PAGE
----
Forum for Science, Industry and Business

Sponsored by:     3M 
Search our Site:

 

`Glowing` technique could detect river pollution

08.10.2002


New technology used to analyse dissolved organic matter in river water could also help scientists detect and monitor pollution, according to a new research published in the journal Hydrological Processes.



Dissolved organic matter is found in all river water, and can come from both a natural source such as the soil, as well as human sources such as organic pollutants. It can produce natural fluorescence which can be seen using high-tech equipment.

Researchers from Newcastle University took samples of the water in the River Ouseburn at Newcastle, and found that 70% could be correctly classified to the river`s tributaries by measuring the natural fluorescence in the water.


Occasions when the scientists were unable to discriminate the tributary waters were due to either pollution or strong seasonal differences in dissolved organic matter.

Fluorescence is the process where molecules emit light after being energised. For example, glow in the dark toys fluoresce after being energised by ultra-violet daylight.

River waters fluoresce at wavelengths that the eye cannot see. They would also seem to glow in the dark if our eyes were sensitive to ultraviolet light.

However, the scientists used machines called spectrophotometers, which can see this fluorescence. Recent technological advances permit the rapid and precise measurement of river water fluorescence.

Dr Andy Baker, of the Centre for Land Use and Water Resources, Newcastle University, who led the research team, said: "Results suggest that spectrophotometric techniques have considerable potential in the fingerprinting of dissolved organic matter in rivers.

"This is very important as up until now it has not been possible to separate the dissolved organic matter fractions in river water. However, our results mean that it is now possible to use dissolved organic matter as a natural fingerprint of different water sources, and to monitor and detect organic pollutants. "

Dr Andy Baker | alfa
Further information:
http://www.cluwrr.ncl.ac.uk/people/ab.html
http://www.ncl.ac.uk/ecam/

More articles from Ecology, The Environment and Conservation:

nachricht Despite government claims, orangutan populations have not increased. Call for better monitoring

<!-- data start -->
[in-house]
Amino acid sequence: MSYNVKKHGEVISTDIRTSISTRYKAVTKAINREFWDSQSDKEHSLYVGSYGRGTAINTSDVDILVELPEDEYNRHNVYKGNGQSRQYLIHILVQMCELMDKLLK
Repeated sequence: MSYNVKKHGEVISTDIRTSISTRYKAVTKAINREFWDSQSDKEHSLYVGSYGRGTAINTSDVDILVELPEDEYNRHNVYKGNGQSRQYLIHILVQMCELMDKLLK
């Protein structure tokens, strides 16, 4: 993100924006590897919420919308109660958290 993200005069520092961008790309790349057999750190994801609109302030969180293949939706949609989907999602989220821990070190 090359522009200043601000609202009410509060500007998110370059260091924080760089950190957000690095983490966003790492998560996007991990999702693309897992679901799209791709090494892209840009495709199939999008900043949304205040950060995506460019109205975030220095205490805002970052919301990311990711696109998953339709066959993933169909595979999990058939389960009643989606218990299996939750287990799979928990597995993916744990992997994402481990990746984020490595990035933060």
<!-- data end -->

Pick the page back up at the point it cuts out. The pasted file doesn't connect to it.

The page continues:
06.11.2018 | Deutsches Zentrum für integrative Biodiversitätsforschung (iDiv) Halle-Jena-Leipzig

nachricht Increasing frequency of ocean storms could alter kelp forest ecosystems
30.10.2018 | University of Virginia

All articles from Ecology, The Environment and Conservation >>>

The most recent press releases about innovation >>>

Die letzten 5 Focus-News des innovations-reports im Überblick:

Im Focus: UNH scientists help provide first-ever views of elusive energy explosion

Researchers at the University of New Hampshire have captured a difficult-to-view singular event involving "magnetic reconnection"--the process by which sparse particles and energy around Earth collide producing a quick but mighty explosion--in the Earth's magnetotail, the magnetic environment that trails behind the planet.

Magnetic reconnection has remained a bit of a mystery to scientists. They know it exists and have documented the effects that the energy explosions can...

Im Focus: A Chip with Blood Vessels

Biochips have been developed at TU Wien (Vienna), on which tissue can be produced and examined. This allows supplying the tissue with different substances in a very controlled way.

Cultivating human cells in the Petri dish is not a big challenge today. Producing artificial tissue, however, permeated by fine blood vessels, is a much more...

Im Focus: A Leap Into Quantum Technology

Faster and secure data communication: This is the goal of a new joint project involving physicists from the University of Würzburg. The German Federal Ministry of Education and Research funds the project with 14.8 million euro.

In our digital world data security and secure communication are becoming more and more important. Quantum communication is a promising approach to achieve...

Im Focus: Research icebreaker Polarstern begins the Antarctic season

What does it look like below the ice shelf of the calved massive iceberg A68?

On Saturday, 10 November 2018, the research icebreaker Polarstern will leave its homeport of Bremerhaven, bound for Cape Town, South Africa.

Im Focus: Penn engineers develop ultrathin, ultralight 'nanocardboard'

When choosing materials to make something, trade-offs need to be made between a host of properties, such as thickness, stiffness and weight. Depending on the application in question, finding just the right balance is the difference between success and failure

Now, a team of Penn Engineers has demonstrated a new material they call "nanocardboard," an ultrathin equivalent of corrugated paper cardboard. A square...

All Focus news of the innovation-report >>>

Anzeige

Anzeige

VideoLinks
Industry & Economy
Event News

“3rd Conference on Laser Polishing – LaP 2018” Attracts International Experts and Users

09.11.2018 | Event News

On the brain’s ability to find the right direction

06.11.2018 | Event News

European Space Talks: Weltraumschrott – eine Gefahr für die Gesellschaft?

23.10.2018 | Event News

 
Latest News

Purdue cancer identity technology makes it easier to find a tumor's 'address'

16.11.2018 | Health and Medicine

Good preparation is half the digestion

16.11.2018 | Life Sciences

Microscope measures muscle weakness

16.11.2018 | Life Sciences

VideoLinks
Science & Research
Overview of more VideoLinks >>>